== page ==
Anglican Rwanda Flex its Muscles:
Twelve years ago the Rwandan Genocide tore the whole of that society, including the Anglican Province and its dioceses, apart. In the wake of that immense upheaval many groups in and outside Rwanda have had to consider their complicity and fault both in the events and in the response to the events. These included the United States, the United Nations, the government of Rwanda itself, and the churches. The Episcopal Church of Rwanda was no exception.
Following the Genocide Anglican several bishops fled their posts and the Anglican Consultative Council declared the sees vacant (1996.) New bishops were elected. Archbishop Kolini now heads the Church.
Following that the Episcopal Church of Rwanda began to recover. (See an interesting article on the current state of affairs in Rwanda by Episcopal Relief and Development.) That recovery continues under very difficult conditions.
However, the Episcopal Church of Rwanda has not been slow to flex its muscles in the wider Communion. Archbishop Kolini, and the Episcopal Church of Rwanda have been deliberate interventionists in Episcopal Church concerns. Archbishop Kolini took part in the consecration of Anglican Mission in America bishops, against the strong advice of the then Archbishop of Canterbury. The AMiA parishes are all part of a missionary outreach of the Episcopal Church of Rwanda (see Thinking Anglicans on this.)
Archbishop Kolini and the Episcopal Church of Rwanda will host the meeting of Primates of the Global South. He recently stated on ChristianToday that the fact that they were coming, “had been inspired by the prevailing peace in the country, according to All Africa news agency.He also told that the delegation of archbishops wanted to learn more about the strategies used to bring about reconstruction, peace, unity and reconciliation in Rwanda, which have attracted attention worldwide.Archbishop Kolini said, ‘I would like to tell you that Rwanda is loved and blessed, so that's why the world puts its attention here.’”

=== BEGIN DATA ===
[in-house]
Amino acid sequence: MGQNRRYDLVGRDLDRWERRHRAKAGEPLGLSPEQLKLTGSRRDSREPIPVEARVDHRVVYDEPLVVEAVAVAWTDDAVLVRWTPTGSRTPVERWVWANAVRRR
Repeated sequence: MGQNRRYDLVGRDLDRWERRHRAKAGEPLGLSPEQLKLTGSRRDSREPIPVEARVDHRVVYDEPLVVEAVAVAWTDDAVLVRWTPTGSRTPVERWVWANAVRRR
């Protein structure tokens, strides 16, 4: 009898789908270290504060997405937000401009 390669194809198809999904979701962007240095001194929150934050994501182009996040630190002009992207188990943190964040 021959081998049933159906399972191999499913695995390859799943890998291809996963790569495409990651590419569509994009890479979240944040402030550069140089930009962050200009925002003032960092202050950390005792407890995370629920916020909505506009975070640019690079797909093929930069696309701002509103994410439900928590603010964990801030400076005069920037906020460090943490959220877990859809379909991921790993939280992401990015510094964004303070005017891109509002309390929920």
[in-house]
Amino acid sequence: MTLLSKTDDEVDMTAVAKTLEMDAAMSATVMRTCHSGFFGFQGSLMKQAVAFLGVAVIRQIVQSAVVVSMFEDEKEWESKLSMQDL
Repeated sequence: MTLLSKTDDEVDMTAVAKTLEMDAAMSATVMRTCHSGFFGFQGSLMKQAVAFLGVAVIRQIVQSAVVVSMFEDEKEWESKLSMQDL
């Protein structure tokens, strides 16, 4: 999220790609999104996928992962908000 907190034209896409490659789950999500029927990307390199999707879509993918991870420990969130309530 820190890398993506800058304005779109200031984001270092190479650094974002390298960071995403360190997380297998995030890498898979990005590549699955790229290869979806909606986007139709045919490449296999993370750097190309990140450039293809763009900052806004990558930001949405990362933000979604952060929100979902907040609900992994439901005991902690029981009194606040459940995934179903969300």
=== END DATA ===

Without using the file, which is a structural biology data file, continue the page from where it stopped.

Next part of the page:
There is no critique of the current government of Rwanda, but a fair bit of patriotic fervor. Nothing is said in the article about the church’s own continued healing. There was some triumphalism, however, “Pastor Emmanuel Gatera, the Provincial Secretary for the Anglican Church of Rwanda reported: ‘Rwanda has become a model of peace, good governance and evangelisation. The global church intends to borrow a leaf from Rwanda.’”
The global church will primarily learn from the meeting of Global South Primates, that they will press for interference in the affairs of the Episcopal Church, something that involves the further intention to “borrow a life from Rwanda.”
And two bishops of the Episcopal Church of Rwanda have produced a PETITION TO THE THIRD GLOBAL ANGLICAN SOUTH TO SOUTH LEADERSHIP TEAM AND PRIMATES ADVISORY GROUP. The Rt. Rev. John K. Rucyahana is bishop of Shyira diocese, signs off on the Petition and The Rt Rev John H. Rodgers,Jr, retired AMiA bishop, whose organization, The Society for the Propagation of Reformed Evangelical Anglican Doctrine, sends out the petition under its name.
The upshot of this long petition / essay is this: “The only safe way to the “peace and communion” posited by Akinola in his letter (Id.), and taking the millions of persons under their care out of harm’s way, is for the members of the Anglican group to become completely separated from the revisionist and traditionalist/pragmatist churches and groups.”
This paper is going to the Global South meeting in Kigali, and whatever else the Archbishop of Rwanda thinks is the agenda, this petition, combined with the essay by Dr. Poon, “Daybreak at Kigali” gives us a better overview.
The Episcopal Church of Rwanda, together with its “missionary presence” in the US, via AMiA, will be pushing for an immediate establishment of a conter-force to the Anglican Communion with the Archbishop of Canterbury as its “focus of unity.” This new communion will be guided by leadership of the Global South, notably the Archbishop of Nigeria.
But in all this the Episcopal Church of Rwanda seems to be feeling its oats. Never mind that Rwanda is still in recovery, the church still recovering. Never mind that the Episcopal Church of Rwanda has been interventionist for some time and is continuing the practice.
The Global South Primates will not have much time to celebrate. They will be too busy working a coup.